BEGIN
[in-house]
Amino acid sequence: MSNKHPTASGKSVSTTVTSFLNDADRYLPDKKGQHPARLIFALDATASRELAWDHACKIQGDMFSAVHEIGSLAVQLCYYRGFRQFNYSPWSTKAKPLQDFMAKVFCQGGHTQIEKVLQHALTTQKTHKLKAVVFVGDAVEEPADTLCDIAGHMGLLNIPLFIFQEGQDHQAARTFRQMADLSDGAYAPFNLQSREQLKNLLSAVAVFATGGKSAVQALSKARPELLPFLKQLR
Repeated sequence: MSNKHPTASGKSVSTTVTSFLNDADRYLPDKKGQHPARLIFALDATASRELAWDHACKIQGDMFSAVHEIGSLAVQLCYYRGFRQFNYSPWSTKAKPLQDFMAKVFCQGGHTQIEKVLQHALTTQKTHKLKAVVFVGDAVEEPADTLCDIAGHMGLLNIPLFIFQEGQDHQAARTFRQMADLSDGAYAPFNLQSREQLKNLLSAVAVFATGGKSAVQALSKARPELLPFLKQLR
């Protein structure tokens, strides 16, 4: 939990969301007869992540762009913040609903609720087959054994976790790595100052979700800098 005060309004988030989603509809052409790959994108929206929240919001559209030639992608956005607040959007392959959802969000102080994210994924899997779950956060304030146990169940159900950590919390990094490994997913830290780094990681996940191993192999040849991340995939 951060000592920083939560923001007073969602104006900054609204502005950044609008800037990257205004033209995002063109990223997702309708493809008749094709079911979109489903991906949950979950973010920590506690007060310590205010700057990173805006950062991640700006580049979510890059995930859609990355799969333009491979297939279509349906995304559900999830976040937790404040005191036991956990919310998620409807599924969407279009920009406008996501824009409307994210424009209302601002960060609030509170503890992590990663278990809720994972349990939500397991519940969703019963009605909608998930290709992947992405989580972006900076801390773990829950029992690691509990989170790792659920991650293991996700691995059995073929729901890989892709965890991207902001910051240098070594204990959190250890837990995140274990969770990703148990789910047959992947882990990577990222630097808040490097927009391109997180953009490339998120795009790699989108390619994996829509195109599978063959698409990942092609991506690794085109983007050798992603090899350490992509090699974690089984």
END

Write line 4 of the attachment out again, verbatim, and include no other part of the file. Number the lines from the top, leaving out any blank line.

């Protein structure tokens, strides 16, 4: 939990969301007869992540762009913040609903609720087959054994976790790595100052979700800098 005060309004988030989603509809052409790959994108929206929240919001559209030639992608956005607040959007392959959802969000102080994210994924899997779950956060304030146990169940159900950590919390990094490994997913830290780094990681996940191993192999040849991340995939 951060000592920083939560923001007073969602104006900054609204502005950044609008800037990257205004033209995002063109990223997702309708493809008749094709079911979109489903991906949950979950973010920590506690007060310590205010700057990173805006950062991640700006580049979510890059995930859609990355799969333009491979297939279509349906995304559900999830976040937790404040005191036991956990919310998620409807599924969407279009920009406008996501824009409307994210424009209302601002960060609030509170503890992590990663278990809720994972349990939500397991519940969703019963009605909608998930290709992947992405989580972006900076801390773990829950029992690691509990989170790792659920991650293991996700691995059995073929729901890989892709965890991207902001910051240098070594204990959190250890837990995140274990969770990703148990789910047959992947882990990577990222630097808040490097927009391109997180953009490339998120795009790699989108390619994996829509195109599978063959698409990942092609991506690794085109983007050798992603090899350490992509090699974690089984």